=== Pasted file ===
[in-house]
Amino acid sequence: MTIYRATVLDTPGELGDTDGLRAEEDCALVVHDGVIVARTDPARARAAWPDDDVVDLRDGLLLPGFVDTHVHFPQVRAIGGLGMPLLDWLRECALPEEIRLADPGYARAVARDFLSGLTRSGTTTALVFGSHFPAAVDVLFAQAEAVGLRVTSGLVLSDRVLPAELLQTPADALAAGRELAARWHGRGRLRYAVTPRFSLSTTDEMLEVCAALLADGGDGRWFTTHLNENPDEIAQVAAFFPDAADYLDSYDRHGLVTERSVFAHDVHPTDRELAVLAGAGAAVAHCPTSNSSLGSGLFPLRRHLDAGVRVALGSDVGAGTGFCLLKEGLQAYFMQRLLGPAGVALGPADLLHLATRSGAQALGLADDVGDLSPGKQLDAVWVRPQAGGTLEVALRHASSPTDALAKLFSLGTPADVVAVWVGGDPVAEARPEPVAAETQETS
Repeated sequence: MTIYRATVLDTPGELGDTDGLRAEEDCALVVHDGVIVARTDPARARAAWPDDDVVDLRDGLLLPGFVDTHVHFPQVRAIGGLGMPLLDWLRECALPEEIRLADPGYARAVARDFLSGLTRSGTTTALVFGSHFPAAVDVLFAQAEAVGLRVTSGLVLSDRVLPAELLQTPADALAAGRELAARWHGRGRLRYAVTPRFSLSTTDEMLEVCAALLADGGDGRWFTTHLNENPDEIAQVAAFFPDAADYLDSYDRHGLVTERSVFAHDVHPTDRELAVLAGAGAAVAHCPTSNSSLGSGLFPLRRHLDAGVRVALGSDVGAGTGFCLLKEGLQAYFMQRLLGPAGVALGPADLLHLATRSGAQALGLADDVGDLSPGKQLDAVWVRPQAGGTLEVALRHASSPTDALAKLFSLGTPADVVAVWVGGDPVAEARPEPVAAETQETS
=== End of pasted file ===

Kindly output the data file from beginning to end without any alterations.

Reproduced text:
[in-house]
Amino acid sequence: MTIYRATVLDTPGELGDTDGLRAEEDCALVVHDGVIVARTDPARARAAWPDDDVVDLRDGLLLPGFVDTHVHFPQVRAIGGLGMPLLDWLRECALPEEIRLADPGYARAVARDFLSGLTRSGTTTALVFGSHFPAAVDVLFAQAEAVGLRVTSGLVLSDRVLPAELLQTPADALAAGRELAARWHGRGRLRYAVTPRFSLSTTDEMLEVCAALLADGGDGRWFTTHLNENPDEIAQVAAFFPDAADYLDSYDRHGLVTERSVFAHDVHPTDRELAVLAGAGAAVAHCPTSNSSLGSGLFPLRRHLDAGVRVALGSDVGAGTGFCLLKEGLQAYFMQRLLGPAGVALGPADLLHLATRSGAQALGLADDVGDLSPGKQLDAVWVRPQAGGTLEVALRHASSPTDALAKLFSLGTPADVVAVWVGGDPVAEARPEPVAAETQETS
Repeated sequence: MTIYRATVLDTPGELGDTDGLRAEEDCALVVHDGVIVARTDPARARAAWPDDDVVDLRDGLLLPGFVDTHVHFPQVRAIGGLGMPLLDWLRECALPEEIRLADPGYARAVARDFLSGLTRSGTTTALVFGSHFPAAVDVLFAQAEAVGLRVTSGLVLSDRVLPAELLQTPADALAAGRELAARWHGRGRLRYAVTPRFSLSTTDEMLEVCAALLADGGDGRWFTTHLNENPDEIAQVAAFFPDAADYLDSYDRHGLVTERSVFAHDVHPTDRELAVLAGAGAAVAHCPTSNSSLGSGLFPLRRHLDAGVRVALGSDVGAGTGFCLLKEGLQAYFMQRLLGPAGVALGPADLLHLATRSGAQALGLADDVGDLSPGKQLDAVWVRPQAGGTLEVALRHASSPTDALAKLFSLGTPADVVAVWVGGDPVAEARPEPVAAETQETS